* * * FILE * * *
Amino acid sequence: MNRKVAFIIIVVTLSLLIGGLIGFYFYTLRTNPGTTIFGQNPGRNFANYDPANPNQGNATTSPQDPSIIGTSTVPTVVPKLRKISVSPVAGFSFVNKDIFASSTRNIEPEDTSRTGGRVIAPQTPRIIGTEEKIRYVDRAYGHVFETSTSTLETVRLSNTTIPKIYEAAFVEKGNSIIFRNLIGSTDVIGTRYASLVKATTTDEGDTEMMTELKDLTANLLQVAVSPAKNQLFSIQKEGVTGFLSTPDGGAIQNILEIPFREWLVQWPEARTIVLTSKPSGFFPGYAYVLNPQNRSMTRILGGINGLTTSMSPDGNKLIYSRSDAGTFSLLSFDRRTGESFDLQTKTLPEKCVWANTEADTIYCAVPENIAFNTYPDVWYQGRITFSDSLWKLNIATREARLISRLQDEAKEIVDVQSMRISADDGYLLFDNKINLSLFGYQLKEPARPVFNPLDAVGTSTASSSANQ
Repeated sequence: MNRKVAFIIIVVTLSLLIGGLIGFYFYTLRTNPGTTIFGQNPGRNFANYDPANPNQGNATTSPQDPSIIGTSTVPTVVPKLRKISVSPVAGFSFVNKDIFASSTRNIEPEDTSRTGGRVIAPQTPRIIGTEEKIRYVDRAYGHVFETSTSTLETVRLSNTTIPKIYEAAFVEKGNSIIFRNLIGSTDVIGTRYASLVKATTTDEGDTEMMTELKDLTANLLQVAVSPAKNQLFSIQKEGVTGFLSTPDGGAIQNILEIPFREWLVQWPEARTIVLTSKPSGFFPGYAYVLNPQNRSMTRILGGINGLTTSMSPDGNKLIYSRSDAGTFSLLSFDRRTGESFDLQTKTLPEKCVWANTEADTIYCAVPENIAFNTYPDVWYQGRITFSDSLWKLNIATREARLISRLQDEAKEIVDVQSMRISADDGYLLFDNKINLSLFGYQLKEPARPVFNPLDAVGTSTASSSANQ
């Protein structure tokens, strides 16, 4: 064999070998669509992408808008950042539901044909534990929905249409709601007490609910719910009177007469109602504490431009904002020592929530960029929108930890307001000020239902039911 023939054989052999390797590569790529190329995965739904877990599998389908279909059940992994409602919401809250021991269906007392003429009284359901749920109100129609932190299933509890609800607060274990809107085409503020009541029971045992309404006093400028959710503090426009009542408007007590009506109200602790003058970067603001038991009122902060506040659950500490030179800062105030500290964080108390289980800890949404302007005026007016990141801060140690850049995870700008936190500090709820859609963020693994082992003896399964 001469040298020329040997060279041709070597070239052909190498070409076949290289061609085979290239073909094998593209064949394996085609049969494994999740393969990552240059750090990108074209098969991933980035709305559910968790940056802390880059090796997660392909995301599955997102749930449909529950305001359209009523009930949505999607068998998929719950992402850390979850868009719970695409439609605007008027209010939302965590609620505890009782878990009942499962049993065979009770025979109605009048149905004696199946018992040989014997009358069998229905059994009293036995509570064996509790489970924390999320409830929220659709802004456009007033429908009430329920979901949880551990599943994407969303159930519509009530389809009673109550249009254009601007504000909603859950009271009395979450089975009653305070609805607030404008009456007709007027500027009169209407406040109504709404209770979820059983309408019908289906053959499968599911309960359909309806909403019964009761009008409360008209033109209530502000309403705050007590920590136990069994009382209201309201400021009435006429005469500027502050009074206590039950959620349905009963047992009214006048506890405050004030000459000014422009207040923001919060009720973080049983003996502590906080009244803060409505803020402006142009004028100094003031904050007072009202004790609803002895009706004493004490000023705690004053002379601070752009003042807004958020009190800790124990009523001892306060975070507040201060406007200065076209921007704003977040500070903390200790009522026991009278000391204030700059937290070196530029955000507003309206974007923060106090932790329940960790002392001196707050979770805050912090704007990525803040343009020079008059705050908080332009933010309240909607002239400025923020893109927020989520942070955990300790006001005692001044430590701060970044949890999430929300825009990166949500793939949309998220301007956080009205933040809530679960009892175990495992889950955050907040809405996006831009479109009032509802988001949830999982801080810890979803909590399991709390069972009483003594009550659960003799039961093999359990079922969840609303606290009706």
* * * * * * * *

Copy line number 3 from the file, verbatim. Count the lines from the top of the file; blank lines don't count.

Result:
């Protein structure tokens, strides 16, 4: 064999070998669509992408808008950042539901044909534990929905249409709601007490609910719910009177007469109602504490431009904002020592929530960029929108930890307001000020239902039911 023939054989052999390797590569790529190329995965739904877990599998389908279909059940992994409602919401809250021991269906007392003429009284359901749920109100129609932190299933509890609800607060274990809107085409503020009541029971045992309404006093400028959710503090426009009542408007007590009506109200602790003058970067603001038991009122902060506040659950500490030179800062105030500290964080108390289980800890949404302007005026007016990141801060140690850049995870700008936190500090709820859609963020693994082992003896399964 001469040298020329040997060279041709070597070239052909190498070409076949290289061609085979290239073909094998593209064949394996085609049969494994999740393969990552240059750090990108074209098969991933980035709305559910968790940056802390880059090796997660392909995301599955997102749930449909529950305001359209009523009930949505999607068998998929719950992402850390979850868009719970695409439609605007008027209010939302965590609620505890009782878990009942499962049993065979009770025979109605009048149905004696199946018992040989014997009358069998229905059994009293036995509570064996509790489970924390999320409830929220659709802004456009007033429908009430329920979901949880551990599943994407969303159930519509009530389809009673109550249009254009601007504000909603859950009271009395979450089975009653305070609805607030404008009456007709007027500027009169209407406040109504709404209770979820059983309408019908289906053959499968599911309960359909309806909403019964009761009008409360008209033109209530502000309403705050007590920590136990069994009382209201309201400021009435006429005469500027502050009074206590039950959620349905009963047992009214006048506890405050004030000459000014422009207040923001919060009720973080049983003996502590906080009244803060409505803020402006142009004028100094003031904050007072009202004790609803002895009706004493004490000023705690004053002379601070752009003042807004958020009190800790124990009523001892306060975070507040201060406007200065076209921007704003977040500070903390200790009522026991009278000391204030700059937290070196530029955000507003309206974007923060106090932790329940960790002392001196707050979770805050912090704007990525803040343009020079008059705050908080332009933010309240909607002239400025923020893109927020989520942070955990300790006001005692001044430590701060970044949890999430929300825009990166949500793939949309998220301007956080009205933040809530679960009892175990495992889950955050907040809405996006831009479109009032509802988001949830999982801080810890979803909590399991709390069972009483003594009550659960003799039961093999359990079922969840609303606290009706």